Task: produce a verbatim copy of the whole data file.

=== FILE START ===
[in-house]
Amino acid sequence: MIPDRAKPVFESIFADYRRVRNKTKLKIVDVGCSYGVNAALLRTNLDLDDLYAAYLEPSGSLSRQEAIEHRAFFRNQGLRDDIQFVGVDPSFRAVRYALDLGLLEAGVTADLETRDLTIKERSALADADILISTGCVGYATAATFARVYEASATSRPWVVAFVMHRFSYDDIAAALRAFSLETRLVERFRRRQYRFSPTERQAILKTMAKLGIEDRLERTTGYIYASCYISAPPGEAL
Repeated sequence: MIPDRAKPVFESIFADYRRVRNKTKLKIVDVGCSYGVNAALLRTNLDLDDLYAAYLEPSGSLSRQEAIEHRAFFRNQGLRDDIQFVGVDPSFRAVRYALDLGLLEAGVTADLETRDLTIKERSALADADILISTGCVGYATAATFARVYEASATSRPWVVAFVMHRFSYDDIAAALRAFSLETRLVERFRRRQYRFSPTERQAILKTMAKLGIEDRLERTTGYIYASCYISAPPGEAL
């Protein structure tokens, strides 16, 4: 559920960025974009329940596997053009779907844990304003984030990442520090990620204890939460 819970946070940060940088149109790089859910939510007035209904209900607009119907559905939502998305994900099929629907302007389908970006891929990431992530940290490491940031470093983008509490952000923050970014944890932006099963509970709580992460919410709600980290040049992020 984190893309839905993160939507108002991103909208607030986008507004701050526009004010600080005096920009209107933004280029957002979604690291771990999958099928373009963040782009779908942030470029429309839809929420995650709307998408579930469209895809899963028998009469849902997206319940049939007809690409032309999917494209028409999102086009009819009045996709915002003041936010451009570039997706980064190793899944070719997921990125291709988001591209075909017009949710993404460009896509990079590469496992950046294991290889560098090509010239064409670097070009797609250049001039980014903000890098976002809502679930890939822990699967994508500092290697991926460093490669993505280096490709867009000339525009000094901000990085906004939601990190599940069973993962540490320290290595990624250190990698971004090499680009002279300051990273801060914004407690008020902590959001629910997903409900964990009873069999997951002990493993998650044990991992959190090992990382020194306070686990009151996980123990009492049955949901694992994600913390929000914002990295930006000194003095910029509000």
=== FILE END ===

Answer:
[in-house]
Amino acid sequence: MIPDRAKPVFESIFADYRRVRNKTKLKIVDVGCSYGVNAALLRTNLDLDDLYAAYLEPSGSLSRQEAIEHRAFFRNQGLRDDIQFVGVDPSFRAVRYALDLGLLEAGVTADLETRDLTIKERSALADADILISTGCVGYATAATFARVYEASATSRPWVVAFVMHRFSYDDIAAALRAFSLETRLVERFRRRQYRFSPTERQAILKTMAKLGIEDRLERTTGYIYASCYISAPPGEAL
Repeated sequence: MIPDRAKPVFESIFADYRRVRNKTKLKIVDVGCSYGVNAALLRTNLDLDDLYAAYLEPSGSLSRQEAIEHRAFFRNQGLRDDIQFVGVDPSFRAVRYALDLGLLEAGVTADLETRDLTIKERSALADADILISTGCVGYATAATFARVYEASATSRPWVVAFVMHRFSYDDIAAALRAFSLETRLVERFRRRQYRFSPTERQAILKTMAKLGIEDRLERTTGYIYASCYISAPPGEAL
């Protein structure tokens, strides 16, 4: 559920960025974009329940596997053009779907844990304003984030990442520090990620204890939460 819970946070940060940088149109790089859910939510007035209904209900607009119907559905939502998305994900099929629907302007389908970006891929990431992530940290490491940031470093983008509490952000923050970014944890932006099963509970709580992460919410709600980290040049992020 984190893309839905993160939507108002991103909208607030986008507004701050526009004010600080005096920009209107933004280029957002979604690291771990999958099928373009963040782009779908942030470029429309839809929420995650709307998408579930469209895809899963028998009469849902997206319940049939007809690409032309999917494209028409999102086009009819009045996709915002003041936010451009570039997706980064190793899944070719997921990125291709988001591209075909017009949710993404460009896509990079590469496992950046294991290889560098090509010239064409670097070009797609250049001039980014903000890098976002809502679930890939822990699967994508500092290697991926460093490669993505280096490709867009000339525009000094901000990085906004939601990190599940069973993962540490320290290595990624250190990698971004090499680009002279300051990273801060914004407690008020902590959001629910997903409900964990009873069999997951002990493993998650044990991992959190090992990382020194306070686990009151996980123990009492049955949901694992994600913390929000914002990295930006000194003095910029509000």